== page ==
Whilst the painting may be unique in terms of the event that it captures, the crowd scene shown in the City v Sheffield painting is a typical Lowry image. Crowds were significant in Lowry’s work, and many of Lowry’s admirers pay tribute to his ability to capture the feel of a crowd. In 2011 for instance Sir Ian McKellen – fresh from a stint appearing in Coronation Street, itself a programme named after a Lowry painting – made a film for ITV called ‘My Lifelong Passion for Lowry’. In an article in the Telegraph publicizing the film, he said “Until Lowry painted his crowds, no other artist had recorded how people look and behave en masse. Each individual is on his/her own journey across the canvas yet leaning to form the crowd with its own collective identity. Once you have seen how Lowry saw us, you cannot ever see or be in a football crowd, nor watch kids playing, workers leaving the factory, queuing, or stopping to chat or hear the fairground barker, without saying, ‘Lowry! It’s just like a Lowry painting!’ Going about our business or pleasure, we are all subjects of his vision.”
Nonetheless the irony of Lowry’s crowd scenes is that Lowry himself suffered terribly from loneliness. He never married or had children. He lived with his mother until her death in 1939, after which Lowry said “I have no family, only my studio. Were it not for my painting, I couldn’t live. It helps me forget that I am alone.” But being part of a huge crowd, at a match or otherwise, often underlined the loneliness. Lowry later said “the loneliest place in the world is in a crowd”. It is for me very sad to think of this great man, standing on the K
Kippax perhaps, surrounded by thousands of fellow blues but still feeling intensely lonely.
Many of the blue persuasion are devoted admirers of Lowry. Gary Owen is noted above, but another obvious example is Noel Gallagher, who said in Sir Ian McKellan’s film that he couldn’t remember a time when he hadn’t known about Lowry, and who wondered out loud why the Tate Gallery in London has 23 Lowrys in its collection but none of them is on display. The video for the Oasis single The Masterplan is not only Lowry-esque in its animation throughout, but it pays homage to a number of Lowrys by reproducing in the video some of his most famous images (like the one below) whilst the animated Gallagher brothers walk past. Towards the end of the video, Going to the Match is reproduced, although Burnden Park has somehow become Maine Road.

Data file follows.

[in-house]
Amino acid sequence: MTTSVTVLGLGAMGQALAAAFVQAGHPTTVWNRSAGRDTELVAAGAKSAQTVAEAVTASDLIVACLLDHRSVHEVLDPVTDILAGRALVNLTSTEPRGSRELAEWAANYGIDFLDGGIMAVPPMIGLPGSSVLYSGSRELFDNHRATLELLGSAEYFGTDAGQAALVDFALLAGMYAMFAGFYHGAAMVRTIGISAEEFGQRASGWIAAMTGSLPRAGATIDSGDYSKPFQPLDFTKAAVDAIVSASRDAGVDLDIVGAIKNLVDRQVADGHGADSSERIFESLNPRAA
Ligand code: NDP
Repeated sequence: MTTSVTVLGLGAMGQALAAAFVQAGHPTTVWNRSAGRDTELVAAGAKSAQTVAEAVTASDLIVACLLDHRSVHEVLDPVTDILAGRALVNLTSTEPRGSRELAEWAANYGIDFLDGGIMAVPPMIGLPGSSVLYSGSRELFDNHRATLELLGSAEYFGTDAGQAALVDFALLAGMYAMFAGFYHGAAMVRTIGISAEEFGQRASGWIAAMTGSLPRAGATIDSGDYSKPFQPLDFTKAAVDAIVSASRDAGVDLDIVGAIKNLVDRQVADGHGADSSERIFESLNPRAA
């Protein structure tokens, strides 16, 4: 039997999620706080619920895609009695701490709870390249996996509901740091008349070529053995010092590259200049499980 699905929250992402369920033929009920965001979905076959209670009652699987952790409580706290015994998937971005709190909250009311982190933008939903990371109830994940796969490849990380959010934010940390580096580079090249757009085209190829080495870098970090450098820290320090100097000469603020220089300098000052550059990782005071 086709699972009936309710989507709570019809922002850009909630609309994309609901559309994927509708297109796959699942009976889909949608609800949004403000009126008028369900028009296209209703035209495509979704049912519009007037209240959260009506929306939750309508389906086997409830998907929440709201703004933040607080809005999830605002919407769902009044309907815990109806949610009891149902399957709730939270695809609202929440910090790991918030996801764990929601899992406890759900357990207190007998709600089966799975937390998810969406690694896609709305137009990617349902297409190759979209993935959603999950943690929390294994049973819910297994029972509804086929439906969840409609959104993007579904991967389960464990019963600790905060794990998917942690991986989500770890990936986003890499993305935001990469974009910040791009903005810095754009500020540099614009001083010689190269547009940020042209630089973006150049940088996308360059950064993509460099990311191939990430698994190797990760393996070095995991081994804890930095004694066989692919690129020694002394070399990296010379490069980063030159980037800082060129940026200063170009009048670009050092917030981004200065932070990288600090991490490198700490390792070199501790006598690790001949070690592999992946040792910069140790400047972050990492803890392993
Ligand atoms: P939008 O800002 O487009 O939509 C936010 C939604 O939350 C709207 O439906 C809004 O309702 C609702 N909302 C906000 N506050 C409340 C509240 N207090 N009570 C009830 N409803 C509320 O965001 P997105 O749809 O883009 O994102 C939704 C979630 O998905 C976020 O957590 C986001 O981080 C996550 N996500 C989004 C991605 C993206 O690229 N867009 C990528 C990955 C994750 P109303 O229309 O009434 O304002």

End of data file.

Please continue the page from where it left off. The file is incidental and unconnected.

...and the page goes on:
Man lying on a wall
There are many non-football related Lowry pictures which will be of interest to Blue Mooners (google them to see the images themselves). In 1953 he sketched St Mary’s church in Beswick. In 1969 he painted Stockport viaduct (and as we all know from Sad Café, we’re all from Stockport really). There is a very famous Lowry showing the Good Friday fair at Daisy Nook park near Droylsden in 1946, which sold for more than £3 million in 2009. Many City fans will find it amazing that the Art World will pay £3 million for a picture of Droylsden, but the Art World is just as amazed that City spent the same money on Lee Bradbury.
Good Friday, Daisy Nook
Some of his more colourful pictures of daily life – such as “Fight” and “Home from the Pub” which features three women staggering home pissed clutching bottles of booze and each other – are images which could be a Friday night today as easily as a street scene from seventy years ago. (Well, he did live near Stalybridge). But it is interesting to think about what Lowry would have made of us now: would he have nodded in recognition at the blues in Shambles square and Mary D’s ahead of the game? He captured Piccadilly Gardens and Piccadilly Circus in London perfectly: what could he have done with City Square? And what of the crowds streaming down the spirals and away from the ground into a cold Manchester evening; would he have recognised the same breed of blues who watched us beat Sheffield United 74 years ago?
Yes, I think he would too.